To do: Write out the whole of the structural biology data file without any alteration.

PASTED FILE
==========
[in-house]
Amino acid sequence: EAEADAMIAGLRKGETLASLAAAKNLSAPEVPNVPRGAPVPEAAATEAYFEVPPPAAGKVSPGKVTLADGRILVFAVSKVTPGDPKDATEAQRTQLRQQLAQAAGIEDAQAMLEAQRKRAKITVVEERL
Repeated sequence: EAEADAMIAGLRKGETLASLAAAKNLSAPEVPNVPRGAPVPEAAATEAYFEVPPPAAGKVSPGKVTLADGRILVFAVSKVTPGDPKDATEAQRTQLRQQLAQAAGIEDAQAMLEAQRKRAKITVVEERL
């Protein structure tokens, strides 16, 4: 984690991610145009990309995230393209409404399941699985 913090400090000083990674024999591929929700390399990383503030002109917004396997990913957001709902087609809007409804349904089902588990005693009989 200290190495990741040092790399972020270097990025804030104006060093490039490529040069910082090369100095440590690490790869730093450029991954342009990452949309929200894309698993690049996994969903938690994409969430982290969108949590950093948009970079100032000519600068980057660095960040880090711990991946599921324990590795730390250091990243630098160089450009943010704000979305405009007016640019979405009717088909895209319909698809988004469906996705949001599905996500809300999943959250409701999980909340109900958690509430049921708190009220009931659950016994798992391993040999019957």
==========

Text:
[in-house]
Amino acid sequence: EAEADAMIAGLRKGETLASLAAAKNLSAPEVPNVPRGAPVPEAAATEAYFEVPPPAAGKVSPGKVTLADGRILVFAVSKVTPGDPKDATEAQRTQLRQQLAQAAGIEDAQAMLEAQRKRAKITVVEERL
Repeated sequence: EAEADAMIAGLRKGETLASLAAAKNLSAPEVPNVPRGAPVPEAAATEAYFEVPPPAAGKVSPGKVTLADGRILVFAVSKVTPGDPKDATEAQRTQLRQQLAQAAGIEDAQAMLEAQRKRAKITVVEERL
């Protein structure tokens, strides 16, 4: 984690991610145009990309995230393209409404399941699985 913090400090000083990674024999591929929700390399990383503030002109917004396997990913957001709902087609809007409804349904089902588990005693009989 200290190495990741040092790399972020270097990025804030104006060093490039490529040069910082090369100095440590690490790869730093450029991954342009990452949309929200894309698993690049996994969903938690994409969430982290969108949590950093948009970079100032000519600068980057660095960040880090711990991946599921324990590795730390250091990243630098160089450009943010704000979305405009007016640019979405009717088909895209319909698809988004469906996705949001599905996500809300999943959250409701999980909340109900958690509430049921708190009220009931659950016994798992391993040999019957």